U.S. Men’s National Team coach Jurgen Klinsmann has been vocal in the past about his desire for more of his players to play for club teams in Europe’s best leagues.
“Show me you play for a Champions League team, and then you start on a Champions League team and that you may end up winning the Champions League. There is always another level,” Klinsmann said in January before the World Cup. “If you one day reach the highest level then you’ve got to confirm it, every year. Xavi, Iniesta, Messi. Confirm it to me. Show me that every year you deserve to play for Real Madrid, for Bayern Munich, for Manchester United. Show it to me.”
But, despite this wish from the manager, the recent trend has seen the opposite happening. Big name players like Clint Dempsey and Michael Bradley have made moves from big European clubs to the MLS.
Even players who are currently abroad are constantly connected with moves back to the U.S., Jermaine Jones has been linked with the Chicago Fire in recent weeks.
Yet Yedlin represents a younger generation of American players, many of whom understand the importance of playing for clubs in England, Spain and Germany.
Julian Green, despite interest from other clubs remains with Bayern Munich, John Brooks plays for Hertha BSC and Gedion Zelalem, who has yet to decide his international allegiance, has been turning heads for Arsenal this summer.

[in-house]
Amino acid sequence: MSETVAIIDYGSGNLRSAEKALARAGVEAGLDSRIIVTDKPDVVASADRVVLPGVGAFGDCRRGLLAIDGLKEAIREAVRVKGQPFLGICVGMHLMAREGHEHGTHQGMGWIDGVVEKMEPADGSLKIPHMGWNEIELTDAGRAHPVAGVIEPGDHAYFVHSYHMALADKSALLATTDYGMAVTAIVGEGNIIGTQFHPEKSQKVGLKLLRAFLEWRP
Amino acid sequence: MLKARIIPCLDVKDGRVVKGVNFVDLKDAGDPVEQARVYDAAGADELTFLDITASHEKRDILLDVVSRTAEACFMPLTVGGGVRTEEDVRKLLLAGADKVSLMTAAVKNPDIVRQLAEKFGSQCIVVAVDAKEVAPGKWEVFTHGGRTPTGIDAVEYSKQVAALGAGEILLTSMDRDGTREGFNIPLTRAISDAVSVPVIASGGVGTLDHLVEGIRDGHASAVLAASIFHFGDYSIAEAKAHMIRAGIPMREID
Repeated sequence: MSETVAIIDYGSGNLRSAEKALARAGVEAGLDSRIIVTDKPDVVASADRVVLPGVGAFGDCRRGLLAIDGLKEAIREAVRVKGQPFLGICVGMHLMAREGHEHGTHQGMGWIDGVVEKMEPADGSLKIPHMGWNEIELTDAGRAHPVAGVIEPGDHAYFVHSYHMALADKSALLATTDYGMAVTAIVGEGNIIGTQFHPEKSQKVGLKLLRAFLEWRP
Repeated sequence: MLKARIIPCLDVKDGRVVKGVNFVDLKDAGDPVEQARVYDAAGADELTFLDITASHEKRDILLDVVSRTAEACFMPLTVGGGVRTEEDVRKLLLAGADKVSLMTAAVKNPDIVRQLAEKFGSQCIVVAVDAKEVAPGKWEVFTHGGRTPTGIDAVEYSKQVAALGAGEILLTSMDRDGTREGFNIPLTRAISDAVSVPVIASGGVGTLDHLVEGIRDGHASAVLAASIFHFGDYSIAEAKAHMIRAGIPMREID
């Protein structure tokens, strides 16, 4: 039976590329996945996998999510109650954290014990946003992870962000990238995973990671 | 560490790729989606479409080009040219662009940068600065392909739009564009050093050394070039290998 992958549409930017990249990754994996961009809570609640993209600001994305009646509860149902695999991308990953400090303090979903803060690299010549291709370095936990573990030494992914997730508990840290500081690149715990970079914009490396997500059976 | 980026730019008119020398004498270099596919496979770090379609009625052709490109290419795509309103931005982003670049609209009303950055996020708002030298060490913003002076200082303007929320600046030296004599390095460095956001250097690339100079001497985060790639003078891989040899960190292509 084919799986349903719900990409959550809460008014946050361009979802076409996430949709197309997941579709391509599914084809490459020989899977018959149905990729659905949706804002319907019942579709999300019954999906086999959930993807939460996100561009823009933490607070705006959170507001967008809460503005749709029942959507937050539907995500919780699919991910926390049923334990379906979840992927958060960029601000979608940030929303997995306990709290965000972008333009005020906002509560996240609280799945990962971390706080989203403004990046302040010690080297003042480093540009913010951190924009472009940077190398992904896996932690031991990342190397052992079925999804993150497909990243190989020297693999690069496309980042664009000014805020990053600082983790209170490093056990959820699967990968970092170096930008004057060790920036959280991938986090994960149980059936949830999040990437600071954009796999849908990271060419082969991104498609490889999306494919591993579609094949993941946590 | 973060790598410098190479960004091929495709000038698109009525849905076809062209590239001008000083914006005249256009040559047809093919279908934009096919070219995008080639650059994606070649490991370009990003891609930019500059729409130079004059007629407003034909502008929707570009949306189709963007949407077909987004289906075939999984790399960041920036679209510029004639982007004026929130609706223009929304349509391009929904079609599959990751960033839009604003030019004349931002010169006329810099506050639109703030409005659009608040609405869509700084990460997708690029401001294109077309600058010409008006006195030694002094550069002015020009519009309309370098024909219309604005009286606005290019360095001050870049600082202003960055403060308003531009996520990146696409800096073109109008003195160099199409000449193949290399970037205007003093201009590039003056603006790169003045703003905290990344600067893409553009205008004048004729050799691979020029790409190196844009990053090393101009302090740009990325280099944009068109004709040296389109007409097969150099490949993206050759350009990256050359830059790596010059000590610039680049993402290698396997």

Even though the MLS is improving dramatically each and every year, especially with the growth of new expansion teams adding talent and fans to the league, it will never be the best league in the world.
If the U.S. wants to succeed at an international level players will need to constantly face off against the best players in the world, and the only place to do that is overseas.
The debate comes in about if it is better for a player to have regular first team soccer in an average league, or if practicing with a major club but never making it on the pitch is better for development.
Klinsmann is demanding the best out of his players, something that is more likely to happen with Yedlin being in a league like the EPL.
Even though it is a big risk, the reward is high enough that Yedlin’s decision could become the norm for young American talents.
Former American goalkeeper Kasey Keller, who spent a majority of his career in Europe including a stint with Tottenham, is worried about Yedlin joining Spurs.
“Spurs is a tricky place to play,” Keller said to Goal.com. “THey’re a team that has a lot of turnover in players. Spurs are a team that has the money, and they are always looking for a bargain, but it’s a tough place to go.
“I just want to see young American players play regularly, week in and week out. If that’s at Tottenham, great. But if it’s not, then it’s not the right move. It’s hard to develop if you don’t play.”
If Yedlin does, or doesn’t play,or if he is loaned out to another club, it will be interesting to see how one of the players labeled as the future of the U.S. Men’s National Team fares in the coming months and years.